DENTON -- By the time Gov. William Donald Schaefer rode out of this Caroline County town yesterday, he had left behind so many gifts that one would think his bus was pulled by reindeer.The governor pledged last Friday to return with state aid after touring an apartment complex where an angry crowd clashed with white police officers over the arrest of a 17-year-old black youth late Thursday.Last week's violence, in which three officers were hurt and a small building was set ablaze, was the second outbreak of racial unrest in this rural Eastern Shore town in five months.
NEWS
By Joe Forsthoffer and Joe Forsthoffer,Contributing Writer | April 27, 1993
DENTON -- Black teen-agers and parents gathered last night at the Caroline County library to tell the Maryland Human Relations Commission (HRC) about attacks on black youths by members of Denton's all-white police force and town firefighters in January.The hearing was called by the commission, which has been investigating complaints of excessive force being used against the youths following a Jan. 24 dance at the fire hall.Youths and parents told the HRC that nightsticks, chemical Mace and fire hoses were used to disperse black teens singled out by the police and firefighters after fighting broke out among white youths and prompted an early end to the biracial event.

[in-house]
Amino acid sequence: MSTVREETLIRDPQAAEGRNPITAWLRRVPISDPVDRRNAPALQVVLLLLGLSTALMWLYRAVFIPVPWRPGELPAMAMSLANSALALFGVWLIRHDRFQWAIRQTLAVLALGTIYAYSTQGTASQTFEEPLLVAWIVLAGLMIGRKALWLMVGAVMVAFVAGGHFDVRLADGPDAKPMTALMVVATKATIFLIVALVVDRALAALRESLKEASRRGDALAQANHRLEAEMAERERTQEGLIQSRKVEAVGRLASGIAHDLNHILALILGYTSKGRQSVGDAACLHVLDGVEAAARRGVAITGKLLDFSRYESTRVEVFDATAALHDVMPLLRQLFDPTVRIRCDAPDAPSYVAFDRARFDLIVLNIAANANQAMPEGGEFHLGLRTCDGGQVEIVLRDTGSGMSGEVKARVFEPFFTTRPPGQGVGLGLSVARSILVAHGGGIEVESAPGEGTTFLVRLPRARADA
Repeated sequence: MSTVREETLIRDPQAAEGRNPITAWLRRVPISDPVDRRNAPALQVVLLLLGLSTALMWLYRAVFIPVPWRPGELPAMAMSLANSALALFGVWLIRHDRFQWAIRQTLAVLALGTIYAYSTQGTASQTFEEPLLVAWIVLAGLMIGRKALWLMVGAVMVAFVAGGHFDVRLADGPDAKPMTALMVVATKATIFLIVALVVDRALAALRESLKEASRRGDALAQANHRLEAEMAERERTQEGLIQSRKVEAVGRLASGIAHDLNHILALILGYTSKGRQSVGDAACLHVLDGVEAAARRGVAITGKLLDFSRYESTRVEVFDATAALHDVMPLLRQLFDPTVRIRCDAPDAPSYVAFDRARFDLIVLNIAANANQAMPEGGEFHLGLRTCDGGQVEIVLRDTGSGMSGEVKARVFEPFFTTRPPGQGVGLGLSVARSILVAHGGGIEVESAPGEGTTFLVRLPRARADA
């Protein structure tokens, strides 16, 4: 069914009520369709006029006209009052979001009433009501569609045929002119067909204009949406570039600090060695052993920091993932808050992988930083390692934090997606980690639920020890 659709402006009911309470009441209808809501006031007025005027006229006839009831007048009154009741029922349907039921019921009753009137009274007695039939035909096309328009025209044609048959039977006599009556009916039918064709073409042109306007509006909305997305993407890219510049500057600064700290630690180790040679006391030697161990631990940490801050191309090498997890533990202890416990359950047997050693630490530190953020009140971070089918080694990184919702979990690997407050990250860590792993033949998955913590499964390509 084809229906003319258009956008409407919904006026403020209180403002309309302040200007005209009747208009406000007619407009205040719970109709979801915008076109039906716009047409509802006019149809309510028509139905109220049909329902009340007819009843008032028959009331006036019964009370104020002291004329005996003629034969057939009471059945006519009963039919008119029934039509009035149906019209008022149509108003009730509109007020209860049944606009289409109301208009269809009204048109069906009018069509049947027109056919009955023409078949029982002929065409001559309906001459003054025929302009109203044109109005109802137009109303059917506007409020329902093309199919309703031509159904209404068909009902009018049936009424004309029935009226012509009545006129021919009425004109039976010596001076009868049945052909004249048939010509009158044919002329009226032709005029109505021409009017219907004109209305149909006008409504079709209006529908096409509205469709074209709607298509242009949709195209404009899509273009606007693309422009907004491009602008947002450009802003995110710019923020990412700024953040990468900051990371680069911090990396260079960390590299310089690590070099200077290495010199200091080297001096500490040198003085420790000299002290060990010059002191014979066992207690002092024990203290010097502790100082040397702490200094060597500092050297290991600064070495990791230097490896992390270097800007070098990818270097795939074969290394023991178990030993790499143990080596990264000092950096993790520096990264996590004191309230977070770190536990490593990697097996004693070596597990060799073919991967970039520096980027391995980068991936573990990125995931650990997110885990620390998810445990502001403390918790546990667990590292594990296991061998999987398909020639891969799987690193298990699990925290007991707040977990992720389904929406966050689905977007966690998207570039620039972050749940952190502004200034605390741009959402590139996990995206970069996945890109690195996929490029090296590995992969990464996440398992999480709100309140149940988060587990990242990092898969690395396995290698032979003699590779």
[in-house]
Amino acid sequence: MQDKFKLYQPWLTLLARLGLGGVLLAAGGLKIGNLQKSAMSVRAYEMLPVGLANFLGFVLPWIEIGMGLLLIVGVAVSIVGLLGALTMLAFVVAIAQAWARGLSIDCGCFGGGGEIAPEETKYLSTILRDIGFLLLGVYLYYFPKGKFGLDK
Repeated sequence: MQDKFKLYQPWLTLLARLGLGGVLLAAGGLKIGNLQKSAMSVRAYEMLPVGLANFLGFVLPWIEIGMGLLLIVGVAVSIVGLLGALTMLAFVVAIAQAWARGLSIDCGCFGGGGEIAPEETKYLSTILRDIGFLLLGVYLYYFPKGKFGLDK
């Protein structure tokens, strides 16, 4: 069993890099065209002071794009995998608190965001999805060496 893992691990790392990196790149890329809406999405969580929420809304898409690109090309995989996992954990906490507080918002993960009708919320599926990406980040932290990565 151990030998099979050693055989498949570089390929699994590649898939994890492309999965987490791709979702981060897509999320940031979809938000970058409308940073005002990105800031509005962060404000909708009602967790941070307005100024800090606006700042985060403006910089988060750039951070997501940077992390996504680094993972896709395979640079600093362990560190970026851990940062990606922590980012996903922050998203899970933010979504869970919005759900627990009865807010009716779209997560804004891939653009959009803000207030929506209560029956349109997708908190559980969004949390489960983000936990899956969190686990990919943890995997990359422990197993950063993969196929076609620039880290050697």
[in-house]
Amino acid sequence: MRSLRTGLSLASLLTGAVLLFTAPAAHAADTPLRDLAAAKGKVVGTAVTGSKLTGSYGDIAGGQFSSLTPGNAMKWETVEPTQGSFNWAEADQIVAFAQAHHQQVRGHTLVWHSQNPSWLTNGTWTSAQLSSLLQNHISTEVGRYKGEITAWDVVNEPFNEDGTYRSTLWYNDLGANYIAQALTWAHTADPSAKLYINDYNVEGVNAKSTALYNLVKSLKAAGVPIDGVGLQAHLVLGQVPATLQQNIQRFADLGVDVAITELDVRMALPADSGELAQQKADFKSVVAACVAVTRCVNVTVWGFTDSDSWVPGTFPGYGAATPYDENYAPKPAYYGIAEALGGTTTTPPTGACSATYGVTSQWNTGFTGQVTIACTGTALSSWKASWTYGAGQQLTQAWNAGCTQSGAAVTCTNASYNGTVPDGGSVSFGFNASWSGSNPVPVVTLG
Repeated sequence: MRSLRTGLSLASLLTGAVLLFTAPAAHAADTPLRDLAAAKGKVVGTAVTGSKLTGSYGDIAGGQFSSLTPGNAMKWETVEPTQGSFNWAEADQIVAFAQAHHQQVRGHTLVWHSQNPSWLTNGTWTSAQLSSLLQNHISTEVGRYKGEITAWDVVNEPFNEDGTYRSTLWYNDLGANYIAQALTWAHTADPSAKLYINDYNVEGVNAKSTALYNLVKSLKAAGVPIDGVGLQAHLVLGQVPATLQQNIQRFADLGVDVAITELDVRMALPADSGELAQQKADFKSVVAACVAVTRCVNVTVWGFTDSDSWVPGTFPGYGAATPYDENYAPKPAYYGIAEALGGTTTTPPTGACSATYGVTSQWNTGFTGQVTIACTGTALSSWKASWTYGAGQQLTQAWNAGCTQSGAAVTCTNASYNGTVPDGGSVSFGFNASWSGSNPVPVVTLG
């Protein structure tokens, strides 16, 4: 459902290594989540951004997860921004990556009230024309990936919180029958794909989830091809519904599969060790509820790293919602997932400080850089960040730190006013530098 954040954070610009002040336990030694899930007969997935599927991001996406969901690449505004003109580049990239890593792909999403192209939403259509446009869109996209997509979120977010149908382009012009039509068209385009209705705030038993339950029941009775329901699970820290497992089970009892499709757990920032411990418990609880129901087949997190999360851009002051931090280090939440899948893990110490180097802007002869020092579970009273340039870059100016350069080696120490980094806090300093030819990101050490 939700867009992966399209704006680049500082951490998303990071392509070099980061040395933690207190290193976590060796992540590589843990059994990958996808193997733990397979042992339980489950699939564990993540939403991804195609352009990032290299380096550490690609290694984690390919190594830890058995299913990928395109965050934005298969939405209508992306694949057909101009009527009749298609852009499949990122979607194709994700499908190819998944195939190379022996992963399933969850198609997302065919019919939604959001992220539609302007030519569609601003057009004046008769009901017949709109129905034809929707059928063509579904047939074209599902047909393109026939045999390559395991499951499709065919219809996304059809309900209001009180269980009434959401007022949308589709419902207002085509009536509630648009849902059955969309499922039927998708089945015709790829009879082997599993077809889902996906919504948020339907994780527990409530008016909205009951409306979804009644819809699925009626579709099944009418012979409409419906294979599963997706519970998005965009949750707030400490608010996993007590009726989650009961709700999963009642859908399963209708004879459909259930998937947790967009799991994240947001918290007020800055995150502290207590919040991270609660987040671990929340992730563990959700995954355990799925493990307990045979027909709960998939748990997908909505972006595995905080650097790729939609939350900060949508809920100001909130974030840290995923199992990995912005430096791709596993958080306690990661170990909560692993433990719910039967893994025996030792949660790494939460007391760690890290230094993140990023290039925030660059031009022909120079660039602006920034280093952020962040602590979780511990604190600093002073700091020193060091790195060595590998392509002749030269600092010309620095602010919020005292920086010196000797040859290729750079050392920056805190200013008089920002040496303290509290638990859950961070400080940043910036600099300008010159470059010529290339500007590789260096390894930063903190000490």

NEWS
By Consella A. Lee and Consella A. Lee,SUN STAFF | March 25, 1996
Worshipers arriving for 8 a.m. Mass yesterday at the Holy Child Roman Catholic Chapel in Bethlehem were greeted by broken windows and a smashed statue of the Christ child, the work of a vandal or vandals, according to a spokesman for the Caroline County Sheriff's Department.Despite the vandalism, services were held at the white chapel with blue shutters, which was dedicated in 1962 and sits along busy Route 331.The church is more than 100 years old and originally was near its current site, said the Rev. William Patrick Mathesius, pastor for two years.
NEWS
By Mary Gail Hare and Mary Gail Hare,SUN STAFF | November 1, 1996
Carroll County is losing one of its most respected planners, Helen M. Spinelli, to Maryland Rural Development Corp., a nonprofit company that helps small communities with water and sewer management.The chance to improve life in Caroline County, her home, and eliminate an arduous commute made the decision to leave easier for Spinelli, who joined Carroll's Planning Department in 1990."After six years, it is really hard to go," she said. "I have made a lot of friends and grown a lot professionally."
NEWS
By Chris Guy and Chris Guy,Sun reporter | December 25, 2006